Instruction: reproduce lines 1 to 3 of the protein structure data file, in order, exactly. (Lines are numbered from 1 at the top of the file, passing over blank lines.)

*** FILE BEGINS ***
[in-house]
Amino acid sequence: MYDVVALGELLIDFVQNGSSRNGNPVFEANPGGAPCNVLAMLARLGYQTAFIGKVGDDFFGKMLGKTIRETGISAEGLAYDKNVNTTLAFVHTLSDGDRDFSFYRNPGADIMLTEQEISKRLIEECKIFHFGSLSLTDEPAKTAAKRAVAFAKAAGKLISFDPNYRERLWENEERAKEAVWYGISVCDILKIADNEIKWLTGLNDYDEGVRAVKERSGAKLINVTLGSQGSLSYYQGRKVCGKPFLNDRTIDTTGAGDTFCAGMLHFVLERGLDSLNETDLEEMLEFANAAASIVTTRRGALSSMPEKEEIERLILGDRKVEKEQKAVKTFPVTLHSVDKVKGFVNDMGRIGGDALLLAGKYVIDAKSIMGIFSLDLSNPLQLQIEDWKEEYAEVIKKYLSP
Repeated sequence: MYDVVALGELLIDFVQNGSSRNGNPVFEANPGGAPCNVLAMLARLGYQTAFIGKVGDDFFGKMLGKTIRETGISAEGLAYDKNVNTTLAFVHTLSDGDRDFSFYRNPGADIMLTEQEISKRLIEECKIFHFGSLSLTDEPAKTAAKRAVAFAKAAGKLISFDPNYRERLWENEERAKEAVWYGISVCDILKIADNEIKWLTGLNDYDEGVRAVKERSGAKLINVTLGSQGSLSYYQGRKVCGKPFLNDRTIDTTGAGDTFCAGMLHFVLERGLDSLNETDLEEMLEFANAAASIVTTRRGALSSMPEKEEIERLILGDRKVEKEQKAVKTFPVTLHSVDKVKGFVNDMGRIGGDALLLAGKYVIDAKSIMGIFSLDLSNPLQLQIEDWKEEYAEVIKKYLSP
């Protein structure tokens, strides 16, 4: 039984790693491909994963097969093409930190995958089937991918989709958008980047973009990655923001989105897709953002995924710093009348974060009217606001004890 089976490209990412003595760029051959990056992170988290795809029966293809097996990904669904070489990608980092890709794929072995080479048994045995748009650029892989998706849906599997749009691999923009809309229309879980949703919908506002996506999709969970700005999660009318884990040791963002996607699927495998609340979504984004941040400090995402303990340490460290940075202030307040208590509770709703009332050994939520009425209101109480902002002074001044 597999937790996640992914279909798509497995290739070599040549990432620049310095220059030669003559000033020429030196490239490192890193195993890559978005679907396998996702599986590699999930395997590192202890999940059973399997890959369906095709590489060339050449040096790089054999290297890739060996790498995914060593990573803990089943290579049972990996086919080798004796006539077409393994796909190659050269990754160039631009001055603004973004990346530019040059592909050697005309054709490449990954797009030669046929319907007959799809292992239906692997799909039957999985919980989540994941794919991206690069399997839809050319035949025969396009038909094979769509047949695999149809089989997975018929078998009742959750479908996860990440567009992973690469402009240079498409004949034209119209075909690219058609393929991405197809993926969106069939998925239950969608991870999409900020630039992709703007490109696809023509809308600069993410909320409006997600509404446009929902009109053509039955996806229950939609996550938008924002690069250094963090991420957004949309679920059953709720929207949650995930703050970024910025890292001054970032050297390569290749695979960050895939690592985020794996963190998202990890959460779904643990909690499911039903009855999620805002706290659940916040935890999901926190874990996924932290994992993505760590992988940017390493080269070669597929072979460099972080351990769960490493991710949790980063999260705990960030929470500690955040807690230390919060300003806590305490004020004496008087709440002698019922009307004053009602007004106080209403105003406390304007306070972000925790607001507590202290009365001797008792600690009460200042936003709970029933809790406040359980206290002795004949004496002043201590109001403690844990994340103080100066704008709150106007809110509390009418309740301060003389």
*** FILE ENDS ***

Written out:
[in-house]
Amino acid sequence: MYDVVALGELLIDFVQNGSSRNGNPVFEANPGGAPCNVLAMLARLGYQTAFIGKVGDDFFGKMLGKTIRETGISAEGLAYDKNVNTTLAFVHTLSDGDRDFSFYRNPGADIMLTEQEISKRLIEECKIFHFGSLSLTDEPAKTAAKRAVAFAKAAGKLISFDPNYRERLWENEERAKEAVWYGISVCDILKIADNEIKWLTGLNDYDEGVRAVKERSGAKLINVTLGSQGSLSYYQGRKVCGKPFLNDRTIDTTGAGDTFCAGMLHFVLERGLDSLNETDLEEMLEFANAAASIVTTRRGALSSMPEKEEIERLILGDRKVEKEQKAVKTFPVTLHSVDKVKGFVNDMGRIGGDALLLAGKYVIDAKSIMGIFSLDLSNPLQLQIEDWKEEYAEVIKKYLSP
Repeated sequence: MYDVVALGELLIDFVQNGSSRNGNPVFEANPGGAPCNVLAMLARLGYQTAFIGKVGDDFFGKMLGKTIRETGISAEGLAYDKNVNTTLAFVHTLSDGDRDFSFYRNPGADIMLTEQEISKRLIEECKIFHFGSLSLTDEPAKTAAKRAVAFAKAAGKLISFDPNYRERLWENEERAKEAVWYGISVCDILKIADNEIKWLTGLNDYDEGVRAVKERSGAKLINVTLGSQGSLSYYQGRKVCGKPFLNDRTIDTTGAGDTFCAGMLHFVLERGLDSLNETDLEEMLEFANAAASIVTTRRGALSSMPEKEEIERLILGDRKVEKEQKAVKTFPVTLHSVDKVKGFVNDMGRIGGDALLLAGKYVIDAKSIMGIFSLDLSNPLQLQIEDWKEEYAEVIKKYLSP